French TV network France 24 suspended, opposition newspapers threatened
"The CNCA should act with the utmost care and not take arbitrary decisions because the current situation is extremely sensitive and the danger of exacerbating tension is great," Reporters Without Borders said. "We also urge the authorities to guarantee the safety of the opposition media and we call on all parties to act calmly and rationally."
Reached by telephone, CNCA chairman Franck Anderson Kouassi said France 24 had been suspended as a "precautionary measure" because it had "reported the news in a biased way, violating journalistic ethics." An extraordinary meeting of the CNCA is to be held soon to take a more definitive decision about the TV station's fate.
The political situation has been tense since President Laurent Gbagbo dissolved the government and the Independent Electoral Council on 12 February 2010, thereby postponing elections yet again.
Several demonstrations have been organised, and they have led to violence. Five people died when the security forces broke up a protest on 19 February. It was France 24's coverage of this incident that may have motivated the CNCA's decision to suspend it.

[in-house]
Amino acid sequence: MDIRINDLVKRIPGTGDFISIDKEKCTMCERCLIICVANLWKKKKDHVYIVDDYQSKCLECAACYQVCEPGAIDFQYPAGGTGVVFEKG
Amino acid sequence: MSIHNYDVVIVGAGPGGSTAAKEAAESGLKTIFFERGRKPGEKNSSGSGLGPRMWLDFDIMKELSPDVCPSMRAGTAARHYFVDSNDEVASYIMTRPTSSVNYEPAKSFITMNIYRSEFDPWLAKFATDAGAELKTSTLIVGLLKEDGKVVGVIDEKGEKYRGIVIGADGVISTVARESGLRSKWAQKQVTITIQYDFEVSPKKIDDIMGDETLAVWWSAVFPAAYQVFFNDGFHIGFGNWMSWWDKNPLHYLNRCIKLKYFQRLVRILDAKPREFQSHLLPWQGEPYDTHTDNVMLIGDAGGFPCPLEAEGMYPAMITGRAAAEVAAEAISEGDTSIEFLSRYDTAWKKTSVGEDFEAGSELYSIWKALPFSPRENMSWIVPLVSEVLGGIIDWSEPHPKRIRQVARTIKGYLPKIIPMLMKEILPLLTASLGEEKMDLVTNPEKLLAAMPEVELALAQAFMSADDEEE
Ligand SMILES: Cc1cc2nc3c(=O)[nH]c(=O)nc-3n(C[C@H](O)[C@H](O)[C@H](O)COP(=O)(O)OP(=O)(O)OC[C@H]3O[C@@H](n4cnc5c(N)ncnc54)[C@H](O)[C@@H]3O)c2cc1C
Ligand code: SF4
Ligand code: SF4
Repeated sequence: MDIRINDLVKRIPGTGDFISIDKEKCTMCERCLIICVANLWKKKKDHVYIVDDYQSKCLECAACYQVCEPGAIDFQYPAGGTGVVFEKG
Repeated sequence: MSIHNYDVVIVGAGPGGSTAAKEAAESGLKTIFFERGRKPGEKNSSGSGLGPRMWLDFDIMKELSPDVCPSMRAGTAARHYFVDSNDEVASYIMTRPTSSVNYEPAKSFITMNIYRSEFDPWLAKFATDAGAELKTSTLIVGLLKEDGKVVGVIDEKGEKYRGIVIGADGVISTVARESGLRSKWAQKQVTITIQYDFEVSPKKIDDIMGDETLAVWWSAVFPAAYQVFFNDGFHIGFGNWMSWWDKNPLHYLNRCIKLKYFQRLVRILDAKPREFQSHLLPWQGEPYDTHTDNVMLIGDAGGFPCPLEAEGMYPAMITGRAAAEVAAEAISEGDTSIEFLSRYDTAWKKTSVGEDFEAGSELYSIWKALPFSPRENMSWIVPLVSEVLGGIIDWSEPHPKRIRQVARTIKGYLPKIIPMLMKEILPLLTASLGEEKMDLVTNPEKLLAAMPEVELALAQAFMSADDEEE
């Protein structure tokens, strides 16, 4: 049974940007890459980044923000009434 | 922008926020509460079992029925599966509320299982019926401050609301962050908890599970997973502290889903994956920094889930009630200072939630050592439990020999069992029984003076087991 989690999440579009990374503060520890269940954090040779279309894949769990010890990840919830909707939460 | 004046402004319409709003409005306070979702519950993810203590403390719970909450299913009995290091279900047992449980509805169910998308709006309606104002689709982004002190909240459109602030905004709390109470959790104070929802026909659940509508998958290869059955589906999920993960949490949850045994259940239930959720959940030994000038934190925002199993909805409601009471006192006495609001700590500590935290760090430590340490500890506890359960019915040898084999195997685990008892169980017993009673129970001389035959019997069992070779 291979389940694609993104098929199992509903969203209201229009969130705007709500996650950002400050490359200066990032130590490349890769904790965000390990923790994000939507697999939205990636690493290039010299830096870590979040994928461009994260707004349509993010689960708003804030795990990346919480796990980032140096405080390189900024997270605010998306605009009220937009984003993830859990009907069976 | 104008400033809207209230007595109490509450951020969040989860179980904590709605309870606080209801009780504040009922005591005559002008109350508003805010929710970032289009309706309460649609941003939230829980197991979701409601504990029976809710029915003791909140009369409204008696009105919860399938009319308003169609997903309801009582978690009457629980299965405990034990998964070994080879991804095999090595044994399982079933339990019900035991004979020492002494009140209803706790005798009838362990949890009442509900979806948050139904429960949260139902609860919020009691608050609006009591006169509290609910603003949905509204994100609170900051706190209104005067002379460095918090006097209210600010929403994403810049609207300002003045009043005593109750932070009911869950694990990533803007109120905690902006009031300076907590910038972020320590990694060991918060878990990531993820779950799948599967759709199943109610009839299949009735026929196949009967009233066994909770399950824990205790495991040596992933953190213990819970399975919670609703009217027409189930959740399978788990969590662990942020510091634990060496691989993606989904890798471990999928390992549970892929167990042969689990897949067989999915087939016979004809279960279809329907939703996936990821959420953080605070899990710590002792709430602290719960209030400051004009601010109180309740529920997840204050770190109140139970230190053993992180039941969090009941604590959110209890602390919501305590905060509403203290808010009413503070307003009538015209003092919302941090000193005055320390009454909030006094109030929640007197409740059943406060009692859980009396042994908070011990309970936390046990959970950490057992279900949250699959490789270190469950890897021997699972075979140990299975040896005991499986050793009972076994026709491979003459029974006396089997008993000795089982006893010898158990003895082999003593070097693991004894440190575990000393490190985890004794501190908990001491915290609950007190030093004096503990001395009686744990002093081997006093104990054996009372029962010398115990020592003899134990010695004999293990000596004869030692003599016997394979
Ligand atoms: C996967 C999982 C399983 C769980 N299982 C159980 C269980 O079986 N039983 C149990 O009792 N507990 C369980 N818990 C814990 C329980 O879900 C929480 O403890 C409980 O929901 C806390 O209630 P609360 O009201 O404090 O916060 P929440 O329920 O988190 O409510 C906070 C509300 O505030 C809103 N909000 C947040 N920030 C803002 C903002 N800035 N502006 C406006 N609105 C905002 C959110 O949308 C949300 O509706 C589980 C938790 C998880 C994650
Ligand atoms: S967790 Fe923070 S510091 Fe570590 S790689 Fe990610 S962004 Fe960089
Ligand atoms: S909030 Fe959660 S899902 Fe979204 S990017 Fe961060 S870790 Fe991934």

The managing editor of the newspaper "Le Patriote", Charles Sanga, has meanwhile said he has received threatening phone calls. The newspaper, whose premises were torched during a political crisis in November 2004, has decided to temporarily scale back its activity and lay off some of its staff as a security measure.
Denis Kahn Zion, the managing editor of the daily "Le Nouveau Reveil", told Reporters Without Borders that he has also received threatening phone calls and has taken security measures. The newspaper's offices were attacked and ransacked in 2004 and again on 22 October 2009.
What other IFEX members are saying
Reporters Without Borders